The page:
Toowoomba – Australia’s second largest inland city after Canberra – is all too often missed by grey nomads taking their Big Lap … and that’s a blooming shame.
The Garden City, as it’s known, sits 700 metres above sea level on the crest of the Great Dividing Range in Queensland’s much-loved Darling Downs region.
As well as its location in a remarkably beautiful part of the country, it boasts stunning parks, a rich heritage, superb markets, a thriving arts scene … and that really is just the start.
The city has a population of around 170,000 and lies 125 kilometres west of Brisbane along the Warrego Highway.
The first European known to have arrived in the area was English botanist Alan Cunningham in 1827, and the rich pastoral lands he found ensured many others followed in the subsequent decades. This led to conflict with local indigenous tribes.
One of the most famous clashes was the Battle of One Tree Hill which took place near Toowoomba.
In September 1843, a large group of squatters with three drays pulled by 50 bullocks were attacked by 100 indigenous men led by the warrior, Multuggerah. A memorial plaque to Multuggerah, recognising the defence of a site of spiritual significance of his people, has been erected at Duggan Park.
European settlers continued to arrive though, and the railway reached Toowoomba in 1867, and banks, a court house, and churches were built as the settlement grew.
Toowoomba’s history has been preserved in the gracious buildings which line its wide and elegant streets. Highlights include the Toowoomba City Hall, the court house, post office, several churches built in the late 19th century, and some memorable historic houses including Vacy Hall, Clifford House, and the Smithfield Homestead.
Also not to be missed are the Empire Theatre which opened in 1911, and the National Trust-operated Royal Bull’s Head Inn which was built in 1847. History buffs will not want to miss a visit to the Cobb & Co Museum which traces the iconic mail company’s history, and that of horse-drawn transportation in Australia. The museum houses Australia’s largest collection of horse-drawn vehicles.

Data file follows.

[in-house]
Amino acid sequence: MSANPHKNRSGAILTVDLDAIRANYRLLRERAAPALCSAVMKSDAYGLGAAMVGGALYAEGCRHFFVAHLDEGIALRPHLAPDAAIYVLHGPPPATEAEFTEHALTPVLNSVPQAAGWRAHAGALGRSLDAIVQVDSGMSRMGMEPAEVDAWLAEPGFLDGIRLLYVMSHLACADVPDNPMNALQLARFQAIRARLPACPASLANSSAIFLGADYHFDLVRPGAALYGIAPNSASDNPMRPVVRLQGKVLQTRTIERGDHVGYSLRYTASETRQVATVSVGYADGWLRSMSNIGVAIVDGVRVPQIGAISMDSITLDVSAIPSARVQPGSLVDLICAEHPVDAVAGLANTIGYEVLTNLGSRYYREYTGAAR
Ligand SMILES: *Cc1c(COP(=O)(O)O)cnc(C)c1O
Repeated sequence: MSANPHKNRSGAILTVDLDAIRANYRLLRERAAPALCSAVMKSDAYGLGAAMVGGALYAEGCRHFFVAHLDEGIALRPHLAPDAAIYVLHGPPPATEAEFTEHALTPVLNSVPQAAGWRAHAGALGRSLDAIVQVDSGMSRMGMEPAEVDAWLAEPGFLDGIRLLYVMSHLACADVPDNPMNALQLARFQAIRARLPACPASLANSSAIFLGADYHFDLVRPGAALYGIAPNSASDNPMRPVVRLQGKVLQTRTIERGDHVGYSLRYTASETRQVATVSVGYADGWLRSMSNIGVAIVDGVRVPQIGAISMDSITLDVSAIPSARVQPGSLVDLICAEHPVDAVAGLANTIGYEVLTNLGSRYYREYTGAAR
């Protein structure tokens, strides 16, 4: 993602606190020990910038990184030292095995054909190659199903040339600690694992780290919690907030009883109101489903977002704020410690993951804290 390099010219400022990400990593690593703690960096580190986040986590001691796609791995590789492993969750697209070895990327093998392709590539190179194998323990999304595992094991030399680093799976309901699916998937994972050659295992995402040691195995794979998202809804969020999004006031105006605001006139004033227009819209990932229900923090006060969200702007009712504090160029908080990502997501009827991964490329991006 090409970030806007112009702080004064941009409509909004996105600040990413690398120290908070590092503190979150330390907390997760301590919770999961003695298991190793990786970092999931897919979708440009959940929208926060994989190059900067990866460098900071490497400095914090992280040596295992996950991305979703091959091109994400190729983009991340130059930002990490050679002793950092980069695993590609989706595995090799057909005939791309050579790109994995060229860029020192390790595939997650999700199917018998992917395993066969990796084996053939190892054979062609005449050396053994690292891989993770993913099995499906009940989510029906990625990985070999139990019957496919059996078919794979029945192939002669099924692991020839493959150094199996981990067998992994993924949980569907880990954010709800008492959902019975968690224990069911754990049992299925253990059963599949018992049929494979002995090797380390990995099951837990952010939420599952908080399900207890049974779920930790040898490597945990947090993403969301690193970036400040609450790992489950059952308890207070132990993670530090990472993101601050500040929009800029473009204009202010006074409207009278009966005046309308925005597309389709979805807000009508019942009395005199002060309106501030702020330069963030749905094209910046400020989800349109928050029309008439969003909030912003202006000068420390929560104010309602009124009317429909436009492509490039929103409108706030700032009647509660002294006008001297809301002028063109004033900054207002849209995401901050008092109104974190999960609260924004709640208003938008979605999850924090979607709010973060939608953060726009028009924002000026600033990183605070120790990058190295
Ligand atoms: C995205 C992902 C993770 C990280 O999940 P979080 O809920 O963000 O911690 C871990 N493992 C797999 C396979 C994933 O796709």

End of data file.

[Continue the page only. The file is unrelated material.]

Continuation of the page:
For all of its history though, this is known as the Garden City for a reason. There are some 150 parks and gardens in the city limit, including Queens Park and the magnificent Botanical Gardens.
The big floral celebration though is the annual monthlong Carnival of Flowers featuring stunning parades, sideshows, food tours, live music … and the nearly 200,000 spectacularly blooming plants.
While Toowoomba’s roots are very much in agriculture, it has grown to become a sophisticated tourist destination with great cafes, restaurants, shops, and a really arty heart. The city’s giant outdoor art gallery is centred in Neil Street where there are 50-plus murals.
As you would expect for a city of its size there are a number of good van parks here, and some superb camping areas in the surrounding area, including those at Lake Cressbrook, Bowenville Reserve, and Yarramalong Weir Reserve.
As mentioned earlier, this is a city which sits in some stunning countryside and a great place to get some context is at Picnic Point where visitors can enjoy panoramic views of the Great Dividing Range and the Lockyer Valley. The landscape is dominated by jaw-dropping Tabletop Mountain – previously known as One Tree Hill.
Like the city itself, it is an experience that will live long in the memory.